We had already decided that we wanted to stay in Essaouira for several days, both because we were tired from travelling and because I needed rest to fully recover from my bout of dysentery. The guide book informed us that people on the coast often rented out apartments for a week at a time, so we booked into one of those. It was a cosy place with a small working kitchen, a large bed, a separate seating area, and an en suite bathroom. The toilets in Morocco, and in most of the Islamic world, are completely different from ours. There is no seat or bowl, rather it is simply a hole in the floor topped by a ceramic plate with the outline of two large feet at the front. You simply place your feet on the forms provided and squat over the hole to do your business. This design works fine when you are strong and well, but I learned the hard way that it leaves much to be desired when you are weak and ill. Also no toilet paper is provided, rather there is a spigot in the wall beside the hole and you use water to wash yourself when you are done. The tap is always on the left side because one is expected to use the left hand in this process, as people traditionally use their right hands when sharing food.
Tajine is a delicious traditional Moroccan stew which is served at dinner with couscous. The ingredients in the stew may change, but the spicing is always the same. Douglas and I were rather tired of tajine by the time we got to Essaouira, and were excited at the idea of making something different in our cute kitchen. We decided on spaghetti with meat sauce and garlic bread as our inaugural meal, and headed into the souk (market) to buy the ingredients. I went to get the tomatoes, garlic, and onions from a vegetable stall while Douglas headed off to find butter and, if possible, some kind of cheese. I was just finishing my transaction with the green grocer when I heard an argument break out down the street. I headed in the direction of the noise and before long could distinguish Douglas’s voice in the mix. I began running and soon came to the group of people who had gathered to witness the confrontation.
I forced my way to the front of the crowd to find two men angrily shoving Douglas back and forth while yelling at him in Arabic. I pushed past them to get to his side and asked what was happening. He told me that he had simply asked for butter when these two men had exploded. I then turned to the men and said “Parlez vous Francais?” It turned out one of them did, so I asked him what the problem was. He responded that Douglas had insulted them by trying to buy alcohol. The souks in Moroccan cities are generally situated in the medina, an exclusively Muslim and therefore dry part of town. Even mentioning booze in the medina is a real affront. I turned back to Douglas and asked what he had said, and he again insisted that he had only requested butter. Knowing how terrible he was with foreign words and accents, I then asked him to repeat what he had said word for word. “You know, bière. I asked for bière.” Buerre is the French word for butter, while bière is the French word for beer. Douglas had inadvertently offended the vendors with his atrocious pronunciation. I explained to them what he had meant to say and they both laughed heartily when the cause of the misunderstanding became clear. They were so amused by Douglas’s terrible French and the ridiculous mix-up it had created that they insisted we have the butter for free. We thanked them, hurried home with all our ingredients, and made our much anticipated spaghetti dinner. Unfortunately it turned out that the only container we had for preparing the sauce was a clay tajine pot which was so imbued with tajine spices that everything cooked in it ended up tasting exactly like tajine. We were sorely disappointed.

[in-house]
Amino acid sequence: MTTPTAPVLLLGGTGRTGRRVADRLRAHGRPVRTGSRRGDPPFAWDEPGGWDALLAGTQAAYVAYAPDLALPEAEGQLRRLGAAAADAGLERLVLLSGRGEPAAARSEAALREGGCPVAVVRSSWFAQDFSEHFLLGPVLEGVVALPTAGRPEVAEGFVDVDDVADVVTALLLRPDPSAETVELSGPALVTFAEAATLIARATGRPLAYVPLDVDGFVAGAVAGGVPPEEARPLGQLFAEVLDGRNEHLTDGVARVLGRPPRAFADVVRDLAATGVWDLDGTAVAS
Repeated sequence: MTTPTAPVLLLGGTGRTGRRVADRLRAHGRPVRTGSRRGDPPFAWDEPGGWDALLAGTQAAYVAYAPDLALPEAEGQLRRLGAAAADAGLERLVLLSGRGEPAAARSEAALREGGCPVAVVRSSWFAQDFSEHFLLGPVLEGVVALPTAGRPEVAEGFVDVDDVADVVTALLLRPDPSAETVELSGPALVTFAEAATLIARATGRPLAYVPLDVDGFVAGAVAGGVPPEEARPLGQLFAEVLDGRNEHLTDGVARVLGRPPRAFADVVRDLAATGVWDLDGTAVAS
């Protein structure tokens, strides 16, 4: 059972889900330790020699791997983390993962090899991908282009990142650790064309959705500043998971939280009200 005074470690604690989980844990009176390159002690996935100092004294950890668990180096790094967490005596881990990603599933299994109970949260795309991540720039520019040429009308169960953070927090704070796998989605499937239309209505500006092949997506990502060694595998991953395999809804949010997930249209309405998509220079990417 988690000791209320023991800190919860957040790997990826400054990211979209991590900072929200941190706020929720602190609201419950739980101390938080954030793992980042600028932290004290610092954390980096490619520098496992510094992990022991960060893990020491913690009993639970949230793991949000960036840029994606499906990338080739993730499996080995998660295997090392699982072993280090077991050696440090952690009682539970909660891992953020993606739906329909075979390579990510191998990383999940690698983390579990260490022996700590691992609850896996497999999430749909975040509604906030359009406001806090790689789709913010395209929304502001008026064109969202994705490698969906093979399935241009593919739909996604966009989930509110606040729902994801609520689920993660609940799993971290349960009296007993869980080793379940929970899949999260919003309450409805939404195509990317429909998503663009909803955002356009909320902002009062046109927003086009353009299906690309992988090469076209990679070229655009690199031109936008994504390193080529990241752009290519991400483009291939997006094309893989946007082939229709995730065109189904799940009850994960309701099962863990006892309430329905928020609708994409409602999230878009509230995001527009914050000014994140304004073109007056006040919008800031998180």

Essaouira is famous for a large, decrepit sand castle at the end of its beach. Legend has it that this dilapidated structure was the inspiration for Jimi Hendrix’s song Castles made of Sand. No one seems absolutely sure whether or not this is true, but the local vendors have certainly made the most out of this story. The web page for the town starts with the phrase, “Experience the laid back, hippy charm of Morocco’s historic coastal town of Essaouira.” There is Jimi Hendrix paraphernalia and clothing in the local souk, and one can stop at the Jimi Hendrix Café for a cup of mint tea. Douglas and I walked down the beach to the castle ruin one day, and it looks exactly as you would imagine – like an enlarged version of a child’s sand castle dissolving in the oncoming tide at the end of a beach day.
Seeing as Essaouira touts itself as a “hippy” town, Douglas thought it would be a good idea to get some hashish there. The drug laws in Morocco are incredibly strict, and the punishment for breaking these laws is famously harsh. The movie Midnight Express documents the true story of one American’s harrowing experience in a Moroccan prison. With that movie in mind, I strongly recommended against buying drugs, but Douglas insisted everything would be fine. I don’t know how he found the guy, but just a day after he’d made his decision a young man who introduced himself as Jarman showed up at our door with a good sized chunk of hash. Douglas paid him for the drugs and as he left Jarman invited us to his house for dinner the following night to meet his family. I was really angry at Douglas for exposing us to such risk and very hesitant to attend, but as usual he bullied me into bowing to his will. Dinner at Jarman’s turned out to be delicious and we were never busted for the hash, but that didn’t excuse the extremely stupid chance Douglas had taken with my freedom and well-being against my will. I was extremely upset about this incident for some time but kept my feelings to myself, essentially because I was afraid of my husband and that’s just how my marriage went.
The Morocco I visited in 1989 was a vibrant and interesting country, but with a palpable undercurrent of violence and anger coursing just beneath the surface. It was also, like many Islamic nations, incredibly misogynistic. I will not visit there again, but I am grateful to have experienced it as a young woman.